Merkle Wildlife Sanctuary is the wintering ground for several thousand Canada geese, the largest concentration on the western shore of the Chesapeake Bay. The sanctuary was named after Edgar Merkle (1900-1984), an active conservationist who devoted much of his life to protecting and providing for wildlife. The geese arrive in mid-October and stay until late February or early March. About 100 geese stay year around. During the peak of the season, more than 5,000 geese may be present. Corn, millet and other crops favored by geese are grown for them, adding to the marsh and aquatic plants that flourish in the ponds along the Patuxent River, an important Chesapeake tributary.
The sanctuary also offers habitats for a variety of birds and mammals. On a visit to Merkle, one may see red fox, a groundhog, or a white-tailed deer. In the summer, ospreys nest close to the Visitor Center and the hummingbirds, finches and purple martins are abundant. In the neighboring ponds, visitors are likely to see herons and other water birds. On the trails one can see bluebirds and many different songbirds.
The Frank Oslislo Visitor Center is currently open weekends only from 10 a.m. to 4 p.m. Starting May 1 the visitor center will be open daily from 10 a.m. to 5 p.m. until October 31.
The Wildlife Sanctuary and hiking trails are open 7 a.m . to sunset daily all year, except New Year’s Day, Thanksgiving, Christmas Eve and Christmas Day .
(Note: Many places fill to capacity on busy, nice weather days, especially holiday weekends. Please call ahead or visit the official website to get the most up-to-date information before visiting.)
$2 per vehicle.
Hiking: There are four hiking trails at Merkle that explore the upland forests and marshes of the Patuxent. Our trails are open to hikers only. Bikes and horses may visit nearby Rosaryville State Park.
Critical Area Driving Tour: The 4.3 mile Chesapeake Bay Critical Area Driving Tour (CADT) is open for self-guided driving tours on Sundays from 10 a.m.-3 p.m. throughout the year. The tour starts at Patuxent River Park. Take Croom Airport Road, off Croom Road (north of Merkle). The CADT travels across the Mattaponi Creek onto Merkle Wildlife Sanctuary.
Frank Oslislo Visitors Center: Inside you will find exhibits about the life history and management of the Canada Goose along with seasonal displays that encompass a variety of different environmental and wildlife topics, many of them kid friendly. Check back annually to see our new displays. Children will also love our live animal exhibit in our discovery room, with turtles, snakes, and toads. A kids coloring table, book nook, and animal tracks sand box are also popular features for kids. For those of you who love bird watching, there is a large bird feeder viewing area, stocked with binoculars and scopes that provide many hours of enjoyment.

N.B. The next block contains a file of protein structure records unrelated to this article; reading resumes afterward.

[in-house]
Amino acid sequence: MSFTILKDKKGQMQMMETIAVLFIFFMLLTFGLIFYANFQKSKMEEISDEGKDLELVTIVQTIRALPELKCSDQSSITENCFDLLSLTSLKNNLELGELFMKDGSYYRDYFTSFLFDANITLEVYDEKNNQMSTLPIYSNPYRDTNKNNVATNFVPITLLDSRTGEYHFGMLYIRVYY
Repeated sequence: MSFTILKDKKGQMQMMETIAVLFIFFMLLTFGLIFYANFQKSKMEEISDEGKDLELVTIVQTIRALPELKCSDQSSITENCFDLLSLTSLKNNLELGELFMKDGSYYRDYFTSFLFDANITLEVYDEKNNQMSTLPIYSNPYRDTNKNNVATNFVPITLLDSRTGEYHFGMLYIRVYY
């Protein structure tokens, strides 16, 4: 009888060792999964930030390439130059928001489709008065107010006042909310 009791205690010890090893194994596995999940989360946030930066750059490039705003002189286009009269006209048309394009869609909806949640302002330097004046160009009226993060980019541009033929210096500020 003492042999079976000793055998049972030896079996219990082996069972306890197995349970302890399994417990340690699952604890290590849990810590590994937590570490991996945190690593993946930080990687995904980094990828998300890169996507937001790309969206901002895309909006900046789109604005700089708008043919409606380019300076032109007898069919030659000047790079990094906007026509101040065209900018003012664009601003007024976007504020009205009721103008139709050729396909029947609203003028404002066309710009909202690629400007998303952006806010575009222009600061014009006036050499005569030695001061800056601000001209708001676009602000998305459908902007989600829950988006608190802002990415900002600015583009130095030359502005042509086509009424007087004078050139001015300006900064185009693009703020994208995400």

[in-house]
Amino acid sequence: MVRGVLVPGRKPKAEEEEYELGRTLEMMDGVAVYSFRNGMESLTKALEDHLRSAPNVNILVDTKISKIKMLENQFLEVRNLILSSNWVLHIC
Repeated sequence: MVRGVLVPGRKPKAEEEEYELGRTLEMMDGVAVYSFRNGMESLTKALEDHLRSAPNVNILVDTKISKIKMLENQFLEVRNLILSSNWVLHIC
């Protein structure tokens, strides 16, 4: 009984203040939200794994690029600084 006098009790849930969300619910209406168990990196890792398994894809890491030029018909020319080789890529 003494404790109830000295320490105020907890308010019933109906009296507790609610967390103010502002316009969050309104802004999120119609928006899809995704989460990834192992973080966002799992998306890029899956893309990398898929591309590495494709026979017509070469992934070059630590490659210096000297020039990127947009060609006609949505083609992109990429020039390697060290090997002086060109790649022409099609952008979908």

Fishing: Merkle has five fishing ponds open to the public. Stocked are large mouth bass, blue gill, and various other species. They are prime habitat for wildlife, are great for wildlife observation and photography along with fishing.
Birding: Upper Marlboro is home to one of the most diverse bird populations in Maryland. Don’t forget to bring your binoculars!
Picnicking: There are several picnic tables located around the sanctuary. Please note we are a trash free park and that all trash you bring to park you take home with you. Grills and open fires are not permitted at the sanctuary.
A visitor center sits atop a rise overlooking several ponds and many acres of fields and woods sloping down to the Patuxent River. Its two-story wall of windows and circular balconies face a spectacular view. Exhibits focus primarily on the life history and management of the Canada goose and the habitat of the area.
A Discovery Room for children has live snakes, frogs, turtles and other wildlife species. The lowel level includes a children's coloring table and a book nook.
The visitor center has ramps and an elevator.
Please leave pets at home so that we may provide a restful habitat for wildlife of all kinds.
The sanctuary was named after Edgar Merkle (1900-1984), an active conservationist who devoted much of his life to protecting and providing for wildlife. Starting with a handful of breeding pairs, a great deal of perseverance, and a habitat improvement plan in mind, Mr. Merkle eventually encouraged thousands of geese to visit the 400-acre Merkle farm to feed and rest. In 1970, the Merkles sold their land, including some donated parcles, to the state.